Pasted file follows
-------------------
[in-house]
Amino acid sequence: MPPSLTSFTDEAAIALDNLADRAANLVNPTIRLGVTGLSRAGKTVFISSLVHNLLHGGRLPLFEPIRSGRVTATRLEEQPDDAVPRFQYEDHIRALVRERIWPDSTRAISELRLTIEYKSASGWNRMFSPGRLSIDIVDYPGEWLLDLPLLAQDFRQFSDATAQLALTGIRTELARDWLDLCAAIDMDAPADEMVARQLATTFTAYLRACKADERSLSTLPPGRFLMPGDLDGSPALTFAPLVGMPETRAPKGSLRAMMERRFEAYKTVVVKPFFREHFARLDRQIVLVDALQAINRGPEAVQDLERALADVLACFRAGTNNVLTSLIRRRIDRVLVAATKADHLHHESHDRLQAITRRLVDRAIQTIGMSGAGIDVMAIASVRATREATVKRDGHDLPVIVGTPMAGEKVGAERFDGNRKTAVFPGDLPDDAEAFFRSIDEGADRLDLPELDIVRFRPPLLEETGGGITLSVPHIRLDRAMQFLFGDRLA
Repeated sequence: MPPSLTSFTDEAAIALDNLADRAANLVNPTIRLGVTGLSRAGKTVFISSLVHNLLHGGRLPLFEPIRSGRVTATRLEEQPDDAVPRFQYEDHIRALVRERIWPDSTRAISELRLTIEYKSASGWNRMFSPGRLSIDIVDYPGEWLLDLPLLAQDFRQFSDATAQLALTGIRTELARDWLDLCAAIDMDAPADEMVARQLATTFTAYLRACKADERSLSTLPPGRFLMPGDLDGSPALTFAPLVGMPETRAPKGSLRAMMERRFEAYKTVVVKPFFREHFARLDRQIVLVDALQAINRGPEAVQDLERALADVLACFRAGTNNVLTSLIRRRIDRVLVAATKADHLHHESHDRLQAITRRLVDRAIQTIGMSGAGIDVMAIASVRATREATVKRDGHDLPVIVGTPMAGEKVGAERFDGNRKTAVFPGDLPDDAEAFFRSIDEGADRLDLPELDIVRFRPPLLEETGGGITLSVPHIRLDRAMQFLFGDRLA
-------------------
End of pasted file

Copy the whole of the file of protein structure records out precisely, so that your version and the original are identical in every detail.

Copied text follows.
[in-house]
Amino acid sequence: MPPSLTSFTDEAAIALDNLADRAANLVNPTIRLGVTGLSRAGKTVFISSLVHNLLHGGRLPLFEPIRSGRVTATRLEEQPDDAVPRFQYEDHIRALVRERIWPDSTRAISELRLTIEYKSASGWNRMFSPGRLSIDIVDYPGEWLLDLPLLAQDFRQFSDATAQLALTGIRTELARDWLDLCAAIDMDAPADEMVARQLATTFTAYLRACKADERSLSTLPPGRFLMPGDLDGSPALTFAPLVGMPETRAPKGSLRAMMERRFEAYKTVVVKPFFREHFARLDRQIVLVDALQAINRGPEAVQDLERALADVLACFRAGTNNVLTSLIRRRIDRVLVAATKADHLHHESHDRLQAITRRLVDRAIQTIGMSGAGIDVMAIASVRATREATVKRDGHDLPVIVGTPMAGEKVGAERFDGNRKTAVFPGDLPDDAEAFFRSIDEGADRLDLPELDIVRFRPPLLEETGGGITLSVPHIRLDRAMQFLFGDRLA
Repeated sequence: MPPSLTSFTDEAAIALDNLADRAANLVNPTIRLGVTGLSRAGKTVFISSLVHNLLHGGRLPLFEPIRSGRVTATRLEEQPDDAVPRFQYEDHIRALVRERIWPDSTRAISELRLTIEYKSASGWNRMFSPGRLSIDIVDYPGEWLLDLPLLAQDFRQFSDATAQLALTGIRTELARDWLDLCAAIDMDAPADEMVARQLATTFTAYLRACKADERSLSTLPPGRFLMPGDLDGSPALTFAPLVGMPETRAPKGSLRAMMERRFEAYKTVVVKPFFREHFARLDRQIVLVDALQAINRGPEAVQDLERALADVLACFRAGTNNVLTSLIRRRIDRVLVAATKADHLHHESHDRLQAITRRLVDRAIQTIGMSGAGIDVMAIASVRATREATVKRDGHDLPVIVGTPMAGEKVGAERFDGNRKTAVFPGDLPDDAEAFFRSIDEGADRLDLPELDIVRFRPPLLEETGGGITLSVPHIRLDRAMQFLFGDRLA